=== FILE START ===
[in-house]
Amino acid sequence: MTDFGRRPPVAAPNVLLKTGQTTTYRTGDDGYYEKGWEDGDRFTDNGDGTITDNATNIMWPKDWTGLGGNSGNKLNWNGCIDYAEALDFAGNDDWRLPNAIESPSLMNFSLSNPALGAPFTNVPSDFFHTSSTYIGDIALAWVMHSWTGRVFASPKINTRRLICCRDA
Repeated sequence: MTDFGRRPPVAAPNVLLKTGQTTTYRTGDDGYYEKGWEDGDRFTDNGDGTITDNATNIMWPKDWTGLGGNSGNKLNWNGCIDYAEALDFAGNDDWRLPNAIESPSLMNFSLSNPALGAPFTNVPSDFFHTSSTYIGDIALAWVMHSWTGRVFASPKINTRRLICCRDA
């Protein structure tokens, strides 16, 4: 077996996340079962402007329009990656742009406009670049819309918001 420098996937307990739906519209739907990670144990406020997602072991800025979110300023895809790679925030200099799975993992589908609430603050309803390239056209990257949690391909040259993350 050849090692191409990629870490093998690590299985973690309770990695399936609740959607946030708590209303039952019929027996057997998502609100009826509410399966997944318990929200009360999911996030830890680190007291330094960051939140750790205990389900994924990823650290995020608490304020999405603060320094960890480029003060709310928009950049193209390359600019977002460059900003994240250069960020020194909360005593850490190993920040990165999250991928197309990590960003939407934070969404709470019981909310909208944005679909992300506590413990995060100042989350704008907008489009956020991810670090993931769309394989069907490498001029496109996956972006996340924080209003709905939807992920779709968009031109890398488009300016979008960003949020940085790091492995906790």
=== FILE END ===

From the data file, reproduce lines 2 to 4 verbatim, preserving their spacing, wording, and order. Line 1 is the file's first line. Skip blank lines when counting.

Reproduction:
Amino acid sequence: MTDFGRRPPVAAPNVLLKTGQTTTYRTGDDGYYEKGWEDGDRFTDNGDGTITDNATNIMWPKDWTGLGGNSGNKLNWNGCIDYAEALDFAGNDDWRLPNAIESPSLMNFSLSNPALGAPFTNVPSDFFHTSSTYIGDIALAWVMHSWTGRVFASPKINTRRLICCRDA
Repeated sequence: MTDFGRRPPVAAPNVLLKTGQTTTYRTGDDGYYEKGWEDGDRFTDNGDGTITDNATNIMWPKDWTGLGGNSGNKLNWNGCIDYAEALDFAGNDDWRLPNAIESPSLMNFSLSNPALGAPFTNVPSDFFHTSSTYIGDIALAWVMHSWTGRVFASPKINTRRLICCRDA
């Protein structure tokens, strides 16, 4: 077996996340079962402007329009990656742009406009670049819309918001 420098996937307990739906519209739907990670144990406020997602072991800025979110300023895809790679925030200099799975993992589908609430603050309803390239056209990257949690391909040259993350 050849090692191409990629870490093998690590299985973690309770990695399936609740959607946030708590209303039952019929027996057997998502609100009826509410399966997944318990929200009360999911996030830890680190007291330094960051939140750790205990389900994924990823650290995020608490304020999405603060320094960890480029003060709310928009950049193209390359600019977002460059900003994240250069960020020194909360005593850490190993920040990165999250991928197309990590960003939407934070969404709470019981909310909208944005679909992300506590413990995060100042989350704008907008489009956020991810670090993931769309394989069907490498001029496109996956972006996340924080209003709905939807992920779709968009031109890398488009300016979008960003949020940085790091492995906790």